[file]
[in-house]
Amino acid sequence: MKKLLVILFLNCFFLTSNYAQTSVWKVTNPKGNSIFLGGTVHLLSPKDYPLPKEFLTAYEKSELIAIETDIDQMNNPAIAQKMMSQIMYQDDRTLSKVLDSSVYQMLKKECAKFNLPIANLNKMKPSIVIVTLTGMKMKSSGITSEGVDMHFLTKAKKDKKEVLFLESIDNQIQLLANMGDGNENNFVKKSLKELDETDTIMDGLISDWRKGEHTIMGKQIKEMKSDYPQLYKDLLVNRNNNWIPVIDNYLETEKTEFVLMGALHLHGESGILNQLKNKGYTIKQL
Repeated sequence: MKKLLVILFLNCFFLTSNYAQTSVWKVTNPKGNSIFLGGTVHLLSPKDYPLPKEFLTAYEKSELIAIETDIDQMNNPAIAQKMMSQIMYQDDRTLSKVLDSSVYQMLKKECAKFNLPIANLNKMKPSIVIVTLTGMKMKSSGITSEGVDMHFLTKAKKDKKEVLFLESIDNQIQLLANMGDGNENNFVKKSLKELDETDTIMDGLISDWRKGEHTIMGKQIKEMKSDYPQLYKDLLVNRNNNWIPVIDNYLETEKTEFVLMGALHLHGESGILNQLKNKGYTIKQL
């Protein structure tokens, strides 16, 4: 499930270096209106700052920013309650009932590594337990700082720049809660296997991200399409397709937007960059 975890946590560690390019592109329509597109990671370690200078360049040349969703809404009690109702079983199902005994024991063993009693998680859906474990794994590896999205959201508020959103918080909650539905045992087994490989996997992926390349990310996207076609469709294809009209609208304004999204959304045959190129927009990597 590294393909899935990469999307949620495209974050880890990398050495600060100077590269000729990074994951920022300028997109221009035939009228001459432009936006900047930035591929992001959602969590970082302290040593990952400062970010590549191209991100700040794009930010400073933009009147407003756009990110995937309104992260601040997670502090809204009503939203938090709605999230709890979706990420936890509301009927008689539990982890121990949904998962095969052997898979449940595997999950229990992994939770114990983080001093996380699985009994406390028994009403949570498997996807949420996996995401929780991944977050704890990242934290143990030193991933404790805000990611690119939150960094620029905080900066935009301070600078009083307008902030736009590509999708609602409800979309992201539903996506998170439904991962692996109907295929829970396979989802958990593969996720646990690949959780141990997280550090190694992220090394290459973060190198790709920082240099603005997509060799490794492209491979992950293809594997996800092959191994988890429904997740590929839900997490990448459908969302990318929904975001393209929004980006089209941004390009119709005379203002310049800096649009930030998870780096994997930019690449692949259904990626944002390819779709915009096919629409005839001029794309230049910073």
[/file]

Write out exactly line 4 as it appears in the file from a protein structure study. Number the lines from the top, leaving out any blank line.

């Protein structure tokens, strides 16, 4: 499930270096209106700052920013309650009932590594337990700082720049809660296997991200399409397709937007960059 975890946590560690390019592109329509597109990671370690200078360049040349969703809404009690109702079983199902005994024991063993009693998680859906474990794994590896999205959201508020959103918080909650539905045992087994490989996997992926390349990310996207076609469709294809009209609208304004999204959304045959190129927009990597 590294393909899935990469999307949620495209974050880890990398050495600060100077590269000729990074994951920022300028997109221009035939009228001459432009936006900047930035591929992001959602969590970082302290040593990952400062970010590549191209991100700040794009930010400073933009009147407003756009990110995937309104992260601040997670502090809204009503939203938090709605999230709890979706990420936890509301009927008689539990982890121990949904998962095969052997898979449940595997999950229990992994939770114990983080001093996380699985009994406390028994009403949570498997996807949420996996995401929780991944977050704890990242934290143990030193991933404790805000990611690119939150960094620029905080900066935009301070600078009083307008902030736009590509999708609602409800979309992201539903996506998170439904991962692996109907295929829970396979989802958990593969996720646990690949959780141990997280550090190694992220090394290459973060190198790709920082240099603005997509060799490794492209491979992950293809594997996800092959191994988890429904997740590929839900997490990448459908969302990318929904975001393209929004980006089209941004390009119709005379203002310049800096649009930030998870780096994997930019690449692949259904990626944002390819779709915009096919629409005839001029794309230049910073």